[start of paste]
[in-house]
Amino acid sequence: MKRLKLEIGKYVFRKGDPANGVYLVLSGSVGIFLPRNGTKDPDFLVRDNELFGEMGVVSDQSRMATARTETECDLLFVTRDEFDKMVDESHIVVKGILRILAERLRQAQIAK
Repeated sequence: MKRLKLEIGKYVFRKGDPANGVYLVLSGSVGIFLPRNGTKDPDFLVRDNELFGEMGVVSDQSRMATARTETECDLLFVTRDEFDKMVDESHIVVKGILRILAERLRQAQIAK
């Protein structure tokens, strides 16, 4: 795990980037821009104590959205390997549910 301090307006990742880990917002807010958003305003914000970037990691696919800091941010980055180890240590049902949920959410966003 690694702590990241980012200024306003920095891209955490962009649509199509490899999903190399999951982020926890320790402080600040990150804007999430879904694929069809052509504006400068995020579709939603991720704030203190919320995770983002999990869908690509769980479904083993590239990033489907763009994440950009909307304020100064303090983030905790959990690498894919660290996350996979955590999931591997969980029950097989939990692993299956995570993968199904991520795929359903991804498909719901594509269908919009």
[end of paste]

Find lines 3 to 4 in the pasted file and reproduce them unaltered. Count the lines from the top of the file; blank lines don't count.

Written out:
Repeated sequence: MKRLKLEIGKYVFRKGDPANGVYLVLSGSVGIFLPRNGTKDPDFLVRDNELFGEMGVVSDQSRMATARTETECDLLFVTRDEFDKMVDESHIVVKGILRILAERLRQAQIAK
């Protein structure tokens, strides 16, 4: 795990980037821009104590959205390997549910 301090307006990742880990917002807010958003305003914000970037990691696919800091941010980055180890240590049902949920959410966003 690694702590990241980012200024306003920095891209955490962009649509199509490899999903190399999951982020926890320790402080600040990150804007999430879904694929069809052509504006400068995020579709939603991720704030203190919320995770983002999990869908690509769980479904083993590239990033489907763009994440950009909307304020100064303090983030905790959990690498894919660290996350996979955590999931591997969980029950097989939990692993299956995570993968199904991520795929359903991804498909719901594509269908919009």